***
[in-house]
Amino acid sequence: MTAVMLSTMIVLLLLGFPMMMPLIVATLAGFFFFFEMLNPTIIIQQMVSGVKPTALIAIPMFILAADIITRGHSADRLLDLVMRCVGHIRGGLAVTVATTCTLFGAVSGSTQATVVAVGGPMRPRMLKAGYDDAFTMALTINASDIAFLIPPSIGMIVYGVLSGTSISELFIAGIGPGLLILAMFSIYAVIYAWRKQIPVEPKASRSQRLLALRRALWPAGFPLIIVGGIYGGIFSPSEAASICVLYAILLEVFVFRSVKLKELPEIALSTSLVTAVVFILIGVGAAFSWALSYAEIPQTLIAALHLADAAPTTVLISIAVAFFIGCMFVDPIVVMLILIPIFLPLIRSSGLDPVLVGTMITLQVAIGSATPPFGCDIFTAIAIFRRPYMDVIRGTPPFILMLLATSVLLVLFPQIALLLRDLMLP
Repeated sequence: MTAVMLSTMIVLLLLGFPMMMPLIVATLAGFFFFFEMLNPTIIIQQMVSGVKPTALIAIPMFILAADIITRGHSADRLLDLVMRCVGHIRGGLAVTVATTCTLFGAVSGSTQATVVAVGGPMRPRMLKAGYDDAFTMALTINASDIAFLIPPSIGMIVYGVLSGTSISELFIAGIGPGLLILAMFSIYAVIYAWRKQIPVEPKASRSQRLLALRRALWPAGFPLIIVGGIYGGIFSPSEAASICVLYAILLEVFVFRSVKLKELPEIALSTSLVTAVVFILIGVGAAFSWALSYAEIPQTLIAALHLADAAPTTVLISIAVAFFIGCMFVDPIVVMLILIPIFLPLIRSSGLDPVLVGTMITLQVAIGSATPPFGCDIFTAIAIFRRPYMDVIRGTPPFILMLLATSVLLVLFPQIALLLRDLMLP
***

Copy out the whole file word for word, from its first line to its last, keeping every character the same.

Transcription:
[in-house]
Amino acid sequence: MTAVMLSTMIVLLLLGFPMMMPLIVATLAGFFFFFEMLNPTIIIQQMVSGVKPTALIAIPMFILAADIITRGHSADRLLDLVMRCVGHIRGGLAVTVATTCTLFGAVSGSTQATVVAVGGPMRPRMLKAGYDDAFTMALTINASDIAFLIPPSIGMIVYGVLSGTSISELFIAGIGPGLLILAMFSIYAVIYAWRKQIPVEPKASRSQRLLALRRALWPAGFPLIIVGGIYGGIFSPSEAASICVLYAILLEVFVFRSVKLKELPEIALSTSLVTAVVFILIGVGAAFSWALSYAEIPQTLIAALHLADAAPTTVLISIAVAFFIGCMFVDPIVVMLILIPIFLPLIRSSGLDPVLVGTMITLQVAIGSATPPFGCDIFTAIAIFRRPYMDVIRGTPPFILMLLATSVLLVLFPQIALLLRDLMLP
Repeated sequence: MTAVMLSTMIVLLLLGFPMMMPLIVATLAGFFFFFEMLNPTIIIQQMVSGVKPTALIAIPMFILAADIITRGHSADRLLDLVMRCVGHIRGGLAVTVATTCTLFGAVSGSTQATVVAVGGPMRPRMLKAGYDDAFTMALTINASDIAFLIPPSIGMIVYGVLSGTSISELFIAGIGPGLLILAMFSIYAVIYAWRKQIPVEPKASRSQRLLALRRALWPAGFPLIIVGGIYGGIFSPSEAASICVLYAILLEVFVFRSVKLKELPEIALSTSLVTAVVFILIGVGAAFSWALSYAEIPQTLIAALHLADAAPTTVLISIAVAFFIGCMFVDPIVVMLILIPIFLPLIRSSGLDPVLVGTMITLQVAIGSATPPFGCDIFTAIAIFRRPYMDVIRGTPPFILMLLATSVLLVLFPQIALLLRDLMLP